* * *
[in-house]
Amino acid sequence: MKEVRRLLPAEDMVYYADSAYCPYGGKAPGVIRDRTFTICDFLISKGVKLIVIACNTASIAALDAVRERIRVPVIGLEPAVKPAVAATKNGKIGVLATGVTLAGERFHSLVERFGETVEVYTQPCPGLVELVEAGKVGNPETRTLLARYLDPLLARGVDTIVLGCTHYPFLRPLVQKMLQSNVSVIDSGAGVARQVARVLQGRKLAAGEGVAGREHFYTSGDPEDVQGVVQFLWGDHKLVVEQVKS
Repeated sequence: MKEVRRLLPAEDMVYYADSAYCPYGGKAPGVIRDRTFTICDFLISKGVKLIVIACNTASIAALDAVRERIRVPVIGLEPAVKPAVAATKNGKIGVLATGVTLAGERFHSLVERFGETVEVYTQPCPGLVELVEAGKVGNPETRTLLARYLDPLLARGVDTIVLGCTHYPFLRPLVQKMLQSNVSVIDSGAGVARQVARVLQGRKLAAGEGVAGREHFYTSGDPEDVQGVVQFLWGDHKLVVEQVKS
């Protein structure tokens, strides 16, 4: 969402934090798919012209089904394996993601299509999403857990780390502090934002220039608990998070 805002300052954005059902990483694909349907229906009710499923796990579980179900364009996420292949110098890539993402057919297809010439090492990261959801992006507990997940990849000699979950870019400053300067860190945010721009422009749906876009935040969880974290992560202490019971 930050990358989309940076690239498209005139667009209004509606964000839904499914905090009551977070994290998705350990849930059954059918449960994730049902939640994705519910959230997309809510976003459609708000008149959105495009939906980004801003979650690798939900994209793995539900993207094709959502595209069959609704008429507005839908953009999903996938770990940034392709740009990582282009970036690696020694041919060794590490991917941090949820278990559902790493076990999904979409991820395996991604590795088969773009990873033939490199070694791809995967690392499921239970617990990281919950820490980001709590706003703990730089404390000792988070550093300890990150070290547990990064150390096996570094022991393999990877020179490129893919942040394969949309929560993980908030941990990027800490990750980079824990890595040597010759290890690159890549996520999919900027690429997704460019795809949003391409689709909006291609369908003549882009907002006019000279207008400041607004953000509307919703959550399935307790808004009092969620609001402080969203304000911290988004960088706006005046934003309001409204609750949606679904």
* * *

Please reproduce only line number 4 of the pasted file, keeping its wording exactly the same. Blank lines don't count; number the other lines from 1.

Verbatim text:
């Protein structure tokens, strides 16, 4: 969402934090798919012209089904394996993601299509999403857990780390502090934002220039608990998070 805002300052954005059902990483694909349907229906009710499923796990579980179900364009996420292949110098890539993402057919297809010439090492990261959801992006507990997940990849000699979950870019400053300067860190945010721009422009749906876009935040969880974290992560202490019971 930050990358989309940076690239498209005139667009209004509606964000839904499914905090009551977070994290998705350990849930059954059918449960994730049902939640994705519910959230997309809510976003459609708000008149959105495009939906980004801003979650690798939900994209793995539900993207094709959502595209069959609704008429507005839908953009999903996938770990940034392709740009990582282009970036690696020694041919060794590490991917941090949820278990559902790493076990999904979409991820395996991604590795088969773009990873033939490199070694791809995967690392499921239970617990990281919950820490980001709590706003703990730089404390000792988070550093300890990150070290547990990064150390096996570094022991393999990877020179490129893919942040394969949309929560993980908030941990990027800490990750980079824990890595040597010759290890690159890549996520999919900027690429997704460019795809949003391409689709909006291609369908003549882009907002006019000279207008400041607004953000509307919703959550399935307790808004009092969620609001402080969203304000911290988004960088706006005046934003309001409204609750949606679904």